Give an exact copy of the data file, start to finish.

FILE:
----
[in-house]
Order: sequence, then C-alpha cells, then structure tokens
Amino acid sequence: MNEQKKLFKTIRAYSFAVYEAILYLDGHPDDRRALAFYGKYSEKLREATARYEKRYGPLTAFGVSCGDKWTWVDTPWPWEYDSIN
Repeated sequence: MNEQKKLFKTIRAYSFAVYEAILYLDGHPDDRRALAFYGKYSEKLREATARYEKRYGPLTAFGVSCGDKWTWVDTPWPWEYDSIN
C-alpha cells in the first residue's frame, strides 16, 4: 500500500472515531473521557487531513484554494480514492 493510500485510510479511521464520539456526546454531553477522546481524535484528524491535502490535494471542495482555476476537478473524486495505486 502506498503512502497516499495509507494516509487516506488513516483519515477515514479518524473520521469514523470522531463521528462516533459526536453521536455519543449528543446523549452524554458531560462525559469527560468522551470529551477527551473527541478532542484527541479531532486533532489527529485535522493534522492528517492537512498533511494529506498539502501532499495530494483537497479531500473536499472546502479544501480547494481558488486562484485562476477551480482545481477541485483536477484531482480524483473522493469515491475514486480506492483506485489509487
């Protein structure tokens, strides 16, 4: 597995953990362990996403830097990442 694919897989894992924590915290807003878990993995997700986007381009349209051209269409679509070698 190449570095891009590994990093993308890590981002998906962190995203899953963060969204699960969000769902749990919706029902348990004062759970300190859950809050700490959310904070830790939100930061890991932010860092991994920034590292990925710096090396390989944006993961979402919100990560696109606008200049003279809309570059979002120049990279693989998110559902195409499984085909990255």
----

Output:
[in-house]
Order: sequence, then C-alpha cells, then structure tokens
Amino acid sequence: MNEQKKLFKTIRAYSFAVYEAILYLDGHPDDRRALAFYGKYSEKLREATARYEKRYGPLTAFGVSCGDKWTWVDTPWPWEYDSIN
Repeated sequence: MNEQKKLFKTIRAYSFAVYEAILYLDGHPDDRRALAFYGKYSEKLREATARYEKRYGPLTAFGVSCGDKWTWVDTPWPWEYDSIN
C-alpha cells in the first residue's frame, strides 16, 4: 500500500472515531473521557487531513484554494480514492 493510500485510510479511521464520539456526546454531553477522546481524535484528524491535502490535494471542495482555476476537478473524486495505486 502506498503512502497516499495509507494516509487516506488513516483519515477515514479518524473520521469514523470522531463521528462516533459526536453521536455519543449528543446523549452524554458531560462525559469527560468522551470529551477527551473527541478532542484527541479531532486533532489527529485535522493534522492528517492537512498533511494529506498539502501532499495530494483537497479531500473536499472546502479544501480547494481558488486562484485562476477551480482545481477541485483536477484531482480524483473522493469515491475514486480506492483506485489509487
């Protein structure tokens, strides 16, 4: 597995953990362990996403830097990442 694919897989894992924590915290807003878990993995997700986007381009349209051209269409679509070698 190449570095891009590994990093993308890590981002998906962190995203899953963060969204699960969000769902749990919706029902348990004062759970300190859950809050700490959310904070830790939100930061890991932010860092991994920034590292990925710096090396390989944006993961979402919100990560696109606008200049003279809309570059979002120049990279693989998110559902195409499984085909990255």